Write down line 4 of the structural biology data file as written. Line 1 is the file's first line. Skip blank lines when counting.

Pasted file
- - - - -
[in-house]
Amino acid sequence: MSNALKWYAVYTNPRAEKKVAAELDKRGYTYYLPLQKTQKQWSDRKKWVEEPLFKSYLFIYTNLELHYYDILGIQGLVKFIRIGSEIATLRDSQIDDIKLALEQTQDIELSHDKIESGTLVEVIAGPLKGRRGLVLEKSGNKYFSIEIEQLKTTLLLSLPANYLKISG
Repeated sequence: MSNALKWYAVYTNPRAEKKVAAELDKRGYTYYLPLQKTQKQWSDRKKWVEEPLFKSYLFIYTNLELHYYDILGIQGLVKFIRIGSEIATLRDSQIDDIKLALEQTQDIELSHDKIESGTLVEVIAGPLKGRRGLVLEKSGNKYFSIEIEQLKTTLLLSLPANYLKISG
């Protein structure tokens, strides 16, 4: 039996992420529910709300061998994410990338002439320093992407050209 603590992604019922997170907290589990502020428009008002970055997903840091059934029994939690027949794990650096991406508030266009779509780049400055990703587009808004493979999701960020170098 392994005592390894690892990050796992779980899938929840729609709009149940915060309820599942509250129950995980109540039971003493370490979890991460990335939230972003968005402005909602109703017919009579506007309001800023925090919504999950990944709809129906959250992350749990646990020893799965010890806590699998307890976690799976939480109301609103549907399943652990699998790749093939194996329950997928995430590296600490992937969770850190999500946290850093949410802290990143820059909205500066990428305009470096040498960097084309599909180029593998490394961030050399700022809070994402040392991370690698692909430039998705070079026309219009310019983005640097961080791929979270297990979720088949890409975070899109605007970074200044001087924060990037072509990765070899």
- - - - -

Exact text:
């Protein structure tokens, strides 16, 4: 039996992420529910709300061998994410990338002439320093992407050209 603590992604019922997170907290589990502020428009008002970055997903840091059934029994939690027949794990650096991406508030266009779509780049400055990703587009808004493979999701960020170098 392994005592390894690892990050796992779980899938929840729609709009149940915060309820599942509250129950995980109540039971003493370490979890991460990335939230972003968005402005909602109703017919009579506007309001800023925090919504999950990944709809129906959250992350749990646990020893799965010890806590699998307890976690799976939480109301609103549907399943652990699998790749093939194996329950997928995430590296600490992937969770850190999500946290850093949410802290990143820059909205500066990428305009470096040498960097084309599909180029593998490394961030050399700022809070994402040392991370690698692909430039998705070079026309219009310019983005640097961080791929979270297990979720088949890409975070899109605007970074200044001087924060990037072509990765070899």